The STRAW Program is combatting climate change with every restoration. STRAW coordinates and sustains a network of teachers, students, restoration specialists and community members to plan and implement professional watershed restoration.
STRAW empowers communities to heal the land, revitalize habitats, generate cleaner water, sequester carbon, empower children, and inspire the next generation of conservation leaders.
Each year approximately 3,500 students participate in 50 restoration work days, often planting 4,500 native plants!
STRAW students and partners restore habitat. Restoration prevents erosion, retains more water on the land, and provides habitat for wildlife - critical elements of resilience in the context of our rapidly changing climate. Here are some of the benefits of STRAW restoration:
- Each mile of stream habitat STRAW restores sequesters an average of 289 tons of carbon dioxide equivalents every year for at least the next 50 years, equal to taking 55 cars off the road or offsetting the energy use of 24 homes each year.
- For every dollar invested in the STRAW Program, California citizens recieve a return value of $14.22 in environmental benefits. This vlaue is based on storm water treatment and wildlife habitat, but does not include additional value fromcarbon emission offsets and benefits of science education.
- Each STRAW restoration project increases the number and diversity of birds, and collectively the impact is even greater. The number of bird species detected at STRAW sites has gone from as low as 0 species (pre-restoration) to as high as 30 after restoration.
Maintenance and Monitoring
In addition to the high quality of work done by the students during their restoration workday, the success of each restoration depends on site maintenance. Each site is maintained by STRAW staff, interns, volunteers and students when possible for three summers following its planting date.
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STRAW provides teachers with resources, materials, and technical support to integrate watershed content into their classroom. Environmental science education is delivered in coordination with other school science curriculum throughout the school year. STRAW maintains long-term relationships with teachers, many of whom return year after year. The STRAW Program operates under project-based, inquiry-based and place-based learning models.
STRAW's Science Education:
- reaches approximately 3,500 students each year,
- connects student learning to real-world issues and solutions,
- helps teachers meet Next Generation Science Standards,
- improves students understanding of watersheds and their importance to the environment.
Teacher Professional Development
Teachers who participate in the STRAW Program are invited to annual teacher professional development events including two Network Events and a three-day teacher training institute in August, called Watershed Week. This ongoing professional development program for teachers provides training in restoration methodology, investigative watershed studies, and project-oriented pedagogy, building teacher proficiency to deliver meaningful watershed-based experiences to their students.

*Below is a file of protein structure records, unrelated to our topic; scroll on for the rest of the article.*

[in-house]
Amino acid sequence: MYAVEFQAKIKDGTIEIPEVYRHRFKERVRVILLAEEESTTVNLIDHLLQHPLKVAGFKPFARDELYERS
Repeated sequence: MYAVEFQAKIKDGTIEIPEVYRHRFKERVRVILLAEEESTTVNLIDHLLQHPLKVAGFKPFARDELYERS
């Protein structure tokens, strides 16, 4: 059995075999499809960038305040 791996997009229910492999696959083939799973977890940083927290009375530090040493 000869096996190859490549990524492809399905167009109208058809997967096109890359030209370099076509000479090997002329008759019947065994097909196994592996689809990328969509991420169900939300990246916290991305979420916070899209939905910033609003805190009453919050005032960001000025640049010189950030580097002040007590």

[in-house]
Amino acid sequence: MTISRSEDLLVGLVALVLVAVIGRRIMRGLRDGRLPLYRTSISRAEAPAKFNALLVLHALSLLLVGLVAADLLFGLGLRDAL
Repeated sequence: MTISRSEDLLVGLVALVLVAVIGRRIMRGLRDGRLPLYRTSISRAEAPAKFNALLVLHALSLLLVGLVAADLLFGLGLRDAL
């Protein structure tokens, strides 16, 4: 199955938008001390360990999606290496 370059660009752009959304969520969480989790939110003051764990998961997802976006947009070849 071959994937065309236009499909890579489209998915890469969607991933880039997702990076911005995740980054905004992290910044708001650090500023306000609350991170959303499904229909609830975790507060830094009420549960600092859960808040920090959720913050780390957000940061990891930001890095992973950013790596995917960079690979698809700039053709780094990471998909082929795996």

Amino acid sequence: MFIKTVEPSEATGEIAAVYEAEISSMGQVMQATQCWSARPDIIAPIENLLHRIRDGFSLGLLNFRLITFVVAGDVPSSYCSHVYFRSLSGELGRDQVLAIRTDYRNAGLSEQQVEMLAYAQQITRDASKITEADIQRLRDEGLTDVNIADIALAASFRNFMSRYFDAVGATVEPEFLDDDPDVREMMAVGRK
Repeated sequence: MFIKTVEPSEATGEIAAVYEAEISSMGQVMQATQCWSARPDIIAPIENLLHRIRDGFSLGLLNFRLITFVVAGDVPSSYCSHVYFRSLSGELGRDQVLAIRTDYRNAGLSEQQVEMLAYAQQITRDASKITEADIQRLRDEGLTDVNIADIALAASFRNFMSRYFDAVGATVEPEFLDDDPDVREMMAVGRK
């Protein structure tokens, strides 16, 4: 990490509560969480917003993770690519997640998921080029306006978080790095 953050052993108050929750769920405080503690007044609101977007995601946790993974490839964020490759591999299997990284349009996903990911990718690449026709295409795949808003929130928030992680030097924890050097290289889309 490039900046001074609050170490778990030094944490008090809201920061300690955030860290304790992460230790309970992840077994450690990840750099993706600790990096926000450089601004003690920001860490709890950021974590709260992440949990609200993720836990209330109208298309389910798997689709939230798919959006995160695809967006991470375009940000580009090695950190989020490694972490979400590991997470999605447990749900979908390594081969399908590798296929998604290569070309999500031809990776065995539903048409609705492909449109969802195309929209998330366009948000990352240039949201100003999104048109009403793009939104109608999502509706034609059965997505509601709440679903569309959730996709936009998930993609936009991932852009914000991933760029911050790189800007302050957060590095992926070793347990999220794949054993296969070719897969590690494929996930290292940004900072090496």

The STRAW Faculty formed in August 2007 to support classroom teachers and students in their studies of the environment and their participation in the STRAW Program. The STRAW Faculty is composed of veteran teachers and other community members who serve as classroom resources. In addition to preparing students for their specific creek or wetlands restoration, STRAW Faculty partner with teachers, upon request, to teach specific lessons related to the students’ environmental studies. Our teachers may also request consultation with the Faculty to develop ideas for their environmental science curriculum.
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The STRAW Program was started by students in 1992 as the Shrimp Project in Laurette Rogers’ 4th grade classroom. The students were inspired to help the endangered California Freshwater Shrimp. By working with ranchers and professional restoration designers they planted native willows along Stemple Creek and began to restore the shrimp's riparian (streamside) habitat.
STRAW transitioned from being a project of The Bay Institute to being a program of Point Blue Conservation Science in 2011.
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A Simple Question, produced, directed and written by David Donnefield and Kevin White, looks at a remarkable program that brings together school children and their teachers with community groups and agencies to undertake habitat restoration on privately-owned ranch land. It all started more than 21 years ago when Laurette Rogers, a fourth grade teacher, showed a film on endangered species to her class. Stricken by the weight of species extinction, one student plaintively asked what he and his class mates could do to save endangered species. That simple question, innocent yet profound, ignited something in Laurette that launched her and her class on an inspired voyage of discovery and transformation.
View the trailer below from Trent Boeschen on Vimeo.
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